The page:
Hey folks! I’m back from a long hiatus. I’ve been down with (of all things) the Shingles. I know…weird. Apparently, if you’ve had the chicken pox as a child (which I did) there is a chance that the dormant virus causing chicken pox can rear its ugly head and develop into Shingles. It’s actually fairly rare in men my age to get Shingles.
So in celebration of my recent recovery from my rare Shingles outbreak, I’ll share with you a few rarely used VBA tricks.
Trick 1: Using the Same Variables across All Macros in a Module
Most of us are used to declaring variables within a Macro. When we do this, those variables are good for that one Macro. But did you know that you create variables that work across all Macros within a Module? That’s right! You can place your Dim declaration statements at the top of your Module. This lets you expand the scope of your variables, letting Excel know that they are good for all Macros within the Module.
Here’s an example where a generic variable (Exp1) is used in both the Macros as a container for cell values.
Trick 2: Look Mom….No End If
We’ve all been taught that if you start an If statement, you need to have a corresponding End If. That’s actually only true if your test criteria and your resulting action are on separate lines. If you place your entire If…Then statement on one line, Excel lets you get away with not entering an End If.
Trick 3: Using a Colon to Enter Case Statements on One Line
The Case statement is another conditional statement where we have been taught to enter the resulting action below the criteria evaluation. But did you know you can use the colon character to get each Case statement on one line?
In this example, you can see the resulting action of each Case is on the same line (thanks to the inclusion of the colon).
Trick 4: Using the IIF Function
Microsoft Access users will be familiar with the IIF function. The IIF function is one of the main functions used in Microsoft Access to apply If..Then..Else conditional checks. This is function works in the same way as the standard If..Then..Else statement. You can leverage it in Excel VBA to do things like the example below. In this example, the IIF statement evaluates the value in cell D3 and returns either “Greater Than 50” if or “Not Greater Than 50” depending on the value.
So what is the difference between the IIF function and standard If..Then..Else statements? The difference is that where the standard If..Then..Else statement stops evaluating when condition is True, the IIF function continues to evaluate all arguments even if any of the conditions are true. For instance, in this example, if the value in D3 is greater than 50, the IIF function will continue to evaluate the nested IIF function to see if the value is less than 50.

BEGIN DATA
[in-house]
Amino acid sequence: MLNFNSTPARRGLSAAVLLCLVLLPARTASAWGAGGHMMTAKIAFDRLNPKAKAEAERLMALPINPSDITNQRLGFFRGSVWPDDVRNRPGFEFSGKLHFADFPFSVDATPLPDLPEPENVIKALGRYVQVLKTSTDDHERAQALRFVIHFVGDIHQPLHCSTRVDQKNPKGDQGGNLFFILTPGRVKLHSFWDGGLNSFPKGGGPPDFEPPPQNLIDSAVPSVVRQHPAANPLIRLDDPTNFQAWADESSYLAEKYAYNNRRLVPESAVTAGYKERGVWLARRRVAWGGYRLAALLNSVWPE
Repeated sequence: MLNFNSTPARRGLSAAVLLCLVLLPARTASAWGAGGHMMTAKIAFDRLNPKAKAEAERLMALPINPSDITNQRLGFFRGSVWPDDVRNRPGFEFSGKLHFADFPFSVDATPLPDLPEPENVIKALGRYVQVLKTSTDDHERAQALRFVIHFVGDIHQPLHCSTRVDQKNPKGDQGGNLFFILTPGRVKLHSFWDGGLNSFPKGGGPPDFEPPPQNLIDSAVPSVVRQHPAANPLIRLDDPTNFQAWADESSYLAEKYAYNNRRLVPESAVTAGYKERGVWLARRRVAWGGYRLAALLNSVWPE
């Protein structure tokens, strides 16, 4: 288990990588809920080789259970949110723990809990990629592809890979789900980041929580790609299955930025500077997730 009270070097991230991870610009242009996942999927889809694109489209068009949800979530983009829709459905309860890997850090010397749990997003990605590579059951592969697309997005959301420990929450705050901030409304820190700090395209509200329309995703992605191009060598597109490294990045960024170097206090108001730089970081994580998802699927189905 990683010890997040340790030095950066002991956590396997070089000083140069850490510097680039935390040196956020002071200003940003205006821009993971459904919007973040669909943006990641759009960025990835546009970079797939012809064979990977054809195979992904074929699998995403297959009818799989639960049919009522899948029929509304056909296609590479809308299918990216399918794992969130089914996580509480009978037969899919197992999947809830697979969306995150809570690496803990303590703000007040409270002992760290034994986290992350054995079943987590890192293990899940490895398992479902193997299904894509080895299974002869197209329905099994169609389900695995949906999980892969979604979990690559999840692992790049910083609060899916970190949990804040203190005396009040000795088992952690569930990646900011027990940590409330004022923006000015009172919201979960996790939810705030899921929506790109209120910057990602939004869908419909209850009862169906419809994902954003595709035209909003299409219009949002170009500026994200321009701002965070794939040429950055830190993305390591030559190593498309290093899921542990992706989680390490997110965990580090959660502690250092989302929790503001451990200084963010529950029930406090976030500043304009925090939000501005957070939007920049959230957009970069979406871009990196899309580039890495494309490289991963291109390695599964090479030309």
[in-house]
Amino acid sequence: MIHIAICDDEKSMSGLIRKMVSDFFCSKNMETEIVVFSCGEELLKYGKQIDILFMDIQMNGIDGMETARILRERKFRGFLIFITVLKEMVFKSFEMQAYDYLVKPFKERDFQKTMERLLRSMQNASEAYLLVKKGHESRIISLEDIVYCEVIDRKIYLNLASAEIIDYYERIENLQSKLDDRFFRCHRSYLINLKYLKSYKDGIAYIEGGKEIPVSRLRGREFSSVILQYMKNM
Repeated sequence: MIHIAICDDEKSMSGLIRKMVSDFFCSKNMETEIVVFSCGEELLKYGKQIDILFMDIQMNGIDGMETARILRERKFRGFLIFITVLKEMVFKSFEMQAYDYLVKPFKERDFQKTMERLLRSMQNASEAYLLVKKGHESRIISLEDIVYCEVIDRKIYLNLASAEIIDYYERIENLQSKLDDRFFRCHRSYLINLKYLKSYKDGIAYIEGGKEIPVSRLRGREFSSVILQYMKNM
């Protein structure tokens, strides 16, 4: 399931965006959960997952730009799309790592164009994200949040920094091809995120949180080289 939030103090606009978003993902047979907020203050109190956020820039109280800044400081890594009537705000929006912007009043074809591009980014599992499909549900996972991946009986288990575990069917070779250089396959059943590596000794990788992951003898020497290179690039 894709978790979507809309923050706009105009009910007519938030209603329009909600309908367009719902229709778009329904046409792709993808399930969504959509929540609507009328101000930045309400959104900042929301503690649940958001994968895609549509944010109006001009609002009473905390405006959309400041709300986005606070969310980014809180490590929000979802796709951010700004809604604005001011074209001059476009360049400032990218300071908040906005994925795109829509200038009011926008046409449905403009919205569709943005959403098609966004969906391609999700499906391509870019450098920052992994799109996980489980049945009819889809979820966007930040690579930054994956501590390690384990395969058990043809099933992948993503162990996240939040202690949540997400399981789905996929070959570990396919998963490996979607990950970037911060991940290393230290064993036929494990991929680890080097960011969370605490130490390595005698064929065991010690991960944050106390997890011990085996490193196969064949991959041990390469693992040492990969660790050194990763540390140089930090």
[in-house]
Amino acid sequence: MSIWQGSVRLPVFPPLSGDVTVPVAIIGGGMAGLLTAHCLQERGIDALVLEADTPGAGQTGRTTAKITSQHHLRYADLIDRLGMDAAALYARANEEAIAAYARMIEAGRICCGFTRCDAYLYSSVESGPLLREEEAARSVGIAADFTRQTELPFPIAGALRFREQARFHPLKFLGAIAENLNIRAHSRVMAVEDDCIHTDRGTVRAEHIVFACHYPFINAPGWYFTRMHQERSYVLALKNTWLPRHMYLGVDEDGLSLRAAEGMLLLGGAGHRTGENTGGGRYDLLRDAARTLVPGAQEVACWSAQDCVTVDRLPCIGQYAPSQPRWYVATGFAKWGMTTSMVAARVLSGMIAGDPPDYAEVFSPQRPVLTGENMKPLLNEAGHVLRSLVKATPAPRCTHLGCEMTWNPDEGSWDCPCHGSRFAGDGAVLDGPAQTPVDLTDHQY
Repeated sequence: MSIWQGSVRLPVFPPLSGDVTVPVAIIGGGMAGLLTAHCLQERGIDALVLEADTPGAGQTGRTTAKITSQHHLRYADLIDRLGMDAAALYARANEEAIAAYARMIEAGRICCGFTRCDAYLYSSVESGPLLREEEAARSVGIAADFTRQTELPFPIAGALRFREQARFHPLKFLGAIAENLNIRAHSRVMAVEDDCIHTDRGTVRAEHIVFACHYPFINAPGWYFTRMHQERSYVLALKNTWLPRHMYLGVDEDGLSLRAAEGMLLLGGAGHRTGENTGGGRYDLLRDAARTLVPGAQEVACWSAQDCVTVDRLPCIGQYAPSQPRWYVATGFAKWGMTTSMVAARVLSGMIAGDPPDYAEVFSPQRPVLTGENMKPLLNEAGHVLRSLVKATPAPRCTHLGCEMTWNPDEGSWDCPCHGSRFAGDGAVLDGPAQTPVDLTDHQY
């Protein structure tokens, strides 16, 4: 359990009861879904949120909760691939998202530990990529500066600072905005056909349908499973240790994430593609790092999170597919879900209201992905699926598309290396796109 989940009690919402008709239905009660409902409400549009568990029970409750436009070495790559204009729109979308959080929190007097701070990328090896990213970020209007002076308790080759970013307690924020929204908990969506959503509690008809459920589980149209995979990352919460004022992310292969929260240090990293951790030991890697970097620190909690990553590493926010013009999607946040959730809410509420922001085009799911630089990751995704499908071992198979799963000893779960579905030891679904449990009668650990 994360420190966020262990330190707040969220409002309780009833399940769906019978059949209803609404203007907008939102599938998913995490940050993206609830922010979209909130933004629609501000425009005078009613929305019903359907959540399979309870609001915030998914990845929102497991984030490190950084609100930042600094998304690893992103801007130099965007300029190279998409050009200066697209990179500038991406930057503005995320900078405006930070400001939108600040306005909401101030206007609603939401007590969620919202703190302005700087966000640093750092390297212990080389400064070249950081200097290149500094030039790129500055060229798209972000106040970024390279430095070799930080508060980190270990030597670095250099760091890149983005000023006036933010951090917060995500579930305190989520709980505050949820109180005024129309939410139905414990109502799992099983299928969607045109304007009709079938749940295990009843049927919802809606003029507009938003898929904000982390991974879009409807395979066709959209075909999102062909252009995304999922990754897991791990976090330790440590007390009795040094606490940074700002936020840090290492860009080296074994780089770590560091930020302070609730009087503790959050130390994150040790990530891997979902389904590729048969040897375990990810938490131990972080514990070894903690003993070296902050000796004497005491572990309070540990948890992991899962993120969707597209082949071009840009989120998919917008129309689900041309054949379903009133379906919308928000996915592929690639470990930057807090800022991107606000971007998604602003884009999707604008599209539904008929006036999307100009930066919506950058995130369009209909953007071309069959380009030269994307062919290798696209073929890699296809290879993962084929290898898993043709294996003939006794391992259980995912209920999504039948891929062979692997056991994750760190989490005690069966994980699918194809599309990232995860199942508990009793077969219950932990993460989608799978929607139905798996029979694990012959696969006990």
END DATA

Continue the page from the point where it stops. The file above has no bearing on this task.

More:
It’s Not the easiest thing in the world to read, but the IIF funciton can help reduce the amount of syntax needed.
Trick 5: Using the Mid Statement as a Replacement Operator
Most of us know that the Replace function in VBA helps you replace specific text with some other text. But did you know that VBA has a Mid Statement designed to replace text at a specific position with some other text? The syntax for VBA’s Mid Statement is this:
Mid([Text], [Start Position], [Number of Characters to Replace], [Replacement Text])
In this example, we are replacing the three characters starting at position 5 of the TestString with “fox”
So why would you use this instead of the Replace function? Well remember that the Replace function requires the exact text you are replacing. In some scenarios, you may not be able to specify the exact text. For instance take a look at this example. Here, we are need to replace the 5th character in the string variables with the letter Z. Using the Mid statement allows us to perform a replace based on character position instead of specifying specific characters.
As useful as this Mid statement may sound, there is a strange drawback you should be aware of. The Mid statement will not return more characters than you feed it. For example, note that in the code below, when trying to replace the four characters starting at position 5 (“York”) with “Mexico”, the Mid Statement truncates my replacement text to only return the exact number of characters that was in the original text.
Well there you have it – a list of rarely used VBA tricks.
I don’t use these very often. Some of these are so specific in their utility that they turn out to be irrelevant for most of my work. Others, I simply forget to use.
Feel free to comment about the rare VBA trick you use.
Or you can comment to tell us about your own gross disease (like the Shingles).